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Industry Report: Forum d'Avignon: Which Culture for Europe?

An alliance of representatives from all horizons is needed now more than ever


An alliance of representatives from all horizons is needed now more than ever


Big Data, Digital shift, Copyright, Cultural policies and interest organisations…those are just part of the issues that the 2013 Forum d’Avignon dealt with, proving itself to be once again a unique place of high reflection and dialogue on culture and its link to the economy.

At a time of budget austerity and cuts in the cultural sector of all the Member states of the EU, the 6th edition of the Forum decided to address the issue of the powers of culture. It is paradoxical that Europe is not investing in its culture – a sector keeping a high growth rate in spite of the economic crisis, while other places in the world (like the Middle East or China) are increasing their expenditure. Is it the signal of a power shift in culture, going towards other geographical regions of the world?

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The absolute need to replace culture at the heart of politics has been discussed right from the first day during the debate “No politics without culture.” A reflection has also been conducted on which is the best-placed level (local, regional, national, supranational?) to support creativity.

Different experiences were exchanged during the second day’s debate, which attempted to answer the question “Do we want a cultural policy in Europe?”. Lourdes Fernandez, leader of Alhóndiga Bilbao, and Olivier Py, director of the Avignon Festival, considered the local level as the best place because it is where one can keep an eye on people who make the actual changes, people who otherwise lack political visibility.

From the same panel, Franco-Romanian director Radu Mihaileanu seemed more worried about the fight for cultural exception. “Culture is not a good and therefore it cannot be subject to market rules” he said, adding that cultural exception is a tool to protect all the specific expressions of human freedom of thought as part of our universal culture. To win this fight, a common front must be adopted at the supranational level. “The quality of European culture lays in its diversity”, asserts Paul Dujardin, CEO of Brussels’ BOZAR. “That’s why initiatives like the Lux Prize of the European Parliament are so important: it shows through cinema what this cultural diversity is that public televisions and governments keep fighting for.”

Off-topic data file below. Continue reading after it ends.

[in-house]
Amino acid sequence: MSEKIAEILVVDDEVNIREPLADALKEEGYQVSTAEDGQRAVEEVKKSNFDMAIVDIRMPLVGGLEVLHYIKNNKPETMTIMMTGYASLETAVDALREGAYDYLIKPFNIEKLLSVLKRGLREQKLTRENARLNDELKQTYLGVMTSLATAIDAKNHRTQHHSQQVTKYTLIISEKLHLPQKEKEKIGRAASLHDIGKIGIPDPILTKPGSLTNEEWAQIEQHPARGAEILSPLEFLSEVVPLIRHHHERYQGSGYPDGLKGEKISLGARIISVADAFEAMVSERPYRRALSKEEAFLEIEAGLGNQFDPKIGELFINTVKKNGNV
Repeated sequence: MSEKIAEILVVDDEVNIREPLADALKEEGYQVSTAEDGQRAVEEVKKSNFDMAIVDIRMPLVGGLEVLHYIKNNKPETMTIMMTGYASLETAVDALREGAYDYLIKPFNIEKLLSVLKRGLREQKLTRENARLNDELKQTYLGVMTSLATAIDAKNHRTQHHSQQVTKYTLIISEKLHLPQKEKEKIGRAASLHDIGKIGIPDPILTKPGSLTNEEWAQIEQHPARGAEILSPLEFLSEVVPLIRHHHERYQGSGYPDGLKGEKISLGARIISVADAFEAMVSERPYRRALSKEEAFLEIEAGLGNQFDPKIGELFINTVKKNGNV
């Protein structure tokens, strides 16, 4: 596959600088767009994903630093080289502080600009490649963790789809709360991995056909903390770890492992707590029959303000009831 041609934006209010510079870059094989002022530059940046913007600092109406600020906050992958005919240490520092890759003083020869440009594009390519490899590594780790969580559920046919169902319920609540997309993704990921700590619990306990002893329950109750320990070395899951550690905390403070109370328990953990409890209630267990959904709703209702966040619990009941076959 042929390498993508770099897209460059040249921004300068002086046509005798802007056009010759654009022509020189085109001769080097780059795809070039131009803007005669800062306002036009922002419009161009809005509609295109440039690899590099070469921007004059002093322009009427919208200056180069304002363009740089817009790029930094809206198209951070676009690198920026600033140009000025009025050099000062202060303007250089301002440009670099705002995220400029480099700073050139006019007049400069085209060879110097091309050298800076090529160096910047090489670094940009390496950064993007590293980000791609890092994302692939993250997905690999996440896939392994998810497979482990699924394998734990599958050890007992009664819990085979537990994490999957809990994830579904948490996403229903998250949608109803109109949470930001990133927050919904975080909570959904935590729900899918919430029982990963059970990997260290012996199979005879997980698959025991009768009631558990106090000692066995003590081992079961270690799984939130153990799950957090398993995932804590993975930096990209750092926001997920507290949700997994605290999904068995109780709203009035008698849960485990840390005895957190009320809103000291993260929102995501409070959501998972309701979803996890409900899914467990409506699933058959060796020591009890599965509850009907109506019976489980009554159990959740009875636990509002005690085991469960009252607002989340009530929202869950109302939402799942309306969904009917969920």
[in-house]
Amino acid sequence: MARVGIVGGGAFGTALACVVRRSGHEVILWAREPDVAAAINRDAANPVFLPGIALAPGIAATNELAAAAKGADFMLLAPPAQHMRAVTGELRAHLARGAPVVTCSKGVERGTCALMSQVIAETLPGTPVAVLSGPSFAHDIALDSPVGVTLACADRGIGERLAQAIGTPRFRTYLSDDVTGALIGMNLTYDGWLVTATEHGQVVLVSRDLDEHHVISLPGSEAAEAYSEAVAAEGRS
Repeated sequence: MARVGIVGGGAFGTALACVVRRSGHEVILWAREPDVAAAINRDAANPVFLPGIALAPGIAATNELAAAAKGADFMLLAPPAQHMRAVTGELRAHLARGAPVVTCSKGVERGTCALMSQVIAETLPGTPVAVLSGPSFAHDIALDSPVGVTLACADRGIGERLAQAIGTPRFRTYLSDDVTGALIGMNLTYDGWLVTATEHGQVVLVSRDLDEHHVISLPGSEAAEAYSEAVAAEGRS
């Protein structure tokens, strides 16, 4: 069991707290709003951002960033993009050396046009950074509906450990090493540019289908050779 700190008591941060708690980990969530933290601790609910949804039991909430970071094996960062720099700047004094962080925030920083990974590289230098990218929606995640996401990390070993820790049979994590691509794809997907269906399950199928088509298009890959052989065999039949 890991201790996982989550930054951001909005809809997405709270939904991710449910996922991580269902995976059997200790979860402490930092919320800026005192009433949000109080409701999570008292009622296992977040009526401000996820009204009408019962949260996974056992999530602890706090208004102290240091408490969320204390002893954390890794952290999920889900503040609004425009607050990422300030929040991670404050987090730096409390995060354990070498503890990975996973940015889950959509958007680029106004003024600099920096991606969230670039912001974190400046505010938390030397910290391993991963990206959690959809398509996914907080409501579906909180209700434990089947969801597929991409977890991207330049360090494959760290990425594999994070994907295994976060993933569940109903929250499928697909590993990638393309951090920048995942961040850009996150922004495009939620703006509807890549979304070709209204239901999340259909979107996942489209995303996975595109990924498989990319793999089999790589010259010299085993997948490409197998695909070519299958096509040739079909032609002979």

This apparent paradox of culture, being at the same time unique and universal, has also been discussed with Chinese director Yonfan, the former prime minister of Quebec Bernard Landry, and Lawrence Lessig, founder of Creative Commons and law professor. The panel analysed the revolution brought on by the digital shift, which was a very important issue at this year’s Forum.

The digital advance exponentially increased the potential audience and lowered barriers of distribution, bringing major changes to cultural value chains as shown in the 2013 survey by Kurt Salmon (which can be downloaded here), but also to the new generation’s ethics, according to Paul Dujardin.

Ethics was indeed another issue of great concern at the Forum, with two of the four studies presented dealing with Big Data: personal cultural data is probably the most intimate data, yet they are not legally considered as sensible data.

They have an important economic value: 1/3 of Netflix’s income, for instance, comes from sales made possible by the management of personal cultural data.  The problem is that those digital champions, whose success is founded on the exploitation of Big Data, are not subject to antitrust regulation, underlines Matthieu Soulé from l’Atelier BNP, with a clear risk of information monopoly.

This is why the Forum has proposed a manifesto with some principles for a universal declaration for Internet users’ and creators’ rights in a digital era, calling for a regulatory framework for the exploitation of this data.

In the end, everybody agreed on the fact that to have a certain visibility and a solid weight on decision-making, an alliance should be created bundling actors from all the various levels and dimensions of culture in order to make a cultural plan capable of reasserting the vital role of culture.

Taking advantage of the CATALYSE network, which links Avignon to Bilbao and Essen, the Forum has decided to take a first step in this direction, organising two off-site Forums in the Basque country and in the Ruhr during the coming year.

If you want to know more about the 6th Forum d’Avignon further information about the debates can be found here. Cineuropa has also met some of the Forum participants such as Franco-Romanian director Radu Mihaileanu (read the interview here) or French cinema theorist Gilles Ciment (here). 



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